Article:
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Survey Shows Dangers of Tanning Not Hitting Home

TUESDAY, May 3 (HealthDay News) -- Although studies have shown that indoor tanning raises your risk of the deadly skin cancer melanoma by a staggering 75 percent, a new survey reveals that young women continue to use tanning beds at an alarming rate.

In the past year, 32 percent of the 3,800 young women questioned in the American Academy of Dermatology survey said they had visited a tanning salon. In fact, 25 percent of those who tanned admitted to soaking up ultraviolet (UV) rays from indoor beds at least once a week, on average. Moreover, 81 percent of the respondents also tanned outdoors, either frequently or occasionally.

Young women were the most at risk, according to the survey. Specifically, 18- to 22-year-olds were almost twice as likely as 14- to 17-year-olds to have use a tanning bed.

"Exposure to UV radiation is the leading risk factor for skin cancer, yet -- despite this knowledge -- droves of teens and young women are flocking to tanning bed facilities and beaches or pools to tan every year," academy president and dermatologist Dr. Ronald L. Moy said in a news release from the academy.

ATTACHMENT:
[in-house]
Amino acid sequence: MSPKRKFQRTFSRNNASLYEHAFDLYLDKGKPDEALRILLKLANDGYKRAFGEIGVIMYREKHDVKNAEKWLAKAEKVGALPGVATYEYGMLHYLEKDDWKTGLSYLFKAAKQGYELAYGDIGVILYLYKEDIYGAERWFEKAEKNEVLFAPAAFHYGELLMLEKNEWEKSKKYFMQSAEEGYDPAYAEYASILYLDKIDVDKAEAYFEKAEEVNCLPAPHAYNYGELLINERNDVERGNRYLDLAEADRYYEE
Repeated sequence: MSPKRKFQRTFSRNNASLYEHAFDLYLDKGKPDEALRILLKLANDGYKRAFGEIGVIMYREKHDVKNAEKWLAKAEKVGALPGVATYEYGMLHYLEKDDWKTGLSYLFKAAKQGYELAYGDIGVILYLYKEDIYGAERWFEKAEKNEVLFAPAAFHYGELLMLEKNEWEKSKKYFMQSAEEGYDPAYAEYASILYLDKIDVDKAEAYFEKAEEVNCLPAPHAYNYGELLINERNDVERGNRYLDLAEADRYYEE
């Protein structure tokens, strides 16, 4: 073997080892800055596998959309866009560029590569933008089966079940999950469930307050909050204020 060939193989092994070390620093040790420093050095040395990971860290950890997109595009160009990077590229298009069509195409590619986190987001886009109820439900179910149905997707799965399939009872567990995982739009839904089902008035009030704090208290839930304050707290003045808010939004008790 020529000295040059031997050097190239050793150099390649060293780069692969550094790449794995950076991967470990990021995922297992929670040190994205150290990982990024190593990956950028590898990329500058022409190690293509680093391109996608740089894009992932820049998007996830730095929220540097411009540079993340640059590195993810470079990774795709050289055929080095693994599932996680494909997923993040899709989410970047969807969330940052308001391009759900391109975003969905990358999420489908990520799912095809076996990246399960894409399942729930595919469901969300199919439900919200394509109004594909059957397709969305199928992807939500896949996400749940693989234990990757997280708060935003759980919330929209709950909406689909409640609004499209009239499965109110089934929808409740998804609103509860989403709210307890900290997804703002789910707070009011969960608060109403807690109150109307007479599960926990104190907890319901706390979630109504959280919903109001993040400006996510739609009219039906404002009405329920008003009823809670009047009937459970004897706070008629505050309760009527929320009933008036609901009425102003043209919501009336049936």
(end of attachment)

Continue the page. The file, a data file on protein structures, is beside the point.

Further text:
"The challenge is that teens have access to indoor tanning salons on almost every corner. A recent survey of 116 U.S. cities found an average of 42 tanning salons per city, which means tanning salons are more prevalent than Starbucks or McDonald's. We are very concerned that this tanning behavior will lead to a continued increase in the incidence of skin cancer in young people and, ultimately, more untimely deaths from this devastating disease," Moy added.

Melanoma rates have been increasing for the past three decades, particularly among young, white women, the academy noted. If trends continue, one in five Americans will develop skin cancer during their lifetime. The disturbing numbers prompted the U.S. Department of Health and Human Services and the World Health Organization's International Agency of Research on Cancer panel to declare UV radiation from both the sun and artificial light sources as a known carcinogen.

"Our survey underscores the importance of educating young women about the very real risks of tanning, as melanoma -- the deadliest form of skin cancer -- is increasing faster in females 15 to 29 years old than in males of the same age group," said Moy. "In my practice, I have had patients -- young women with a history of using tanning beds -- who have died from melanoma."

More information

The Skin Cancer Foundation has more on the dangers of tanning.

-- Mary Beth Dallas

SOURCE: American Academy of Dermatology, news release, May 2, 2011

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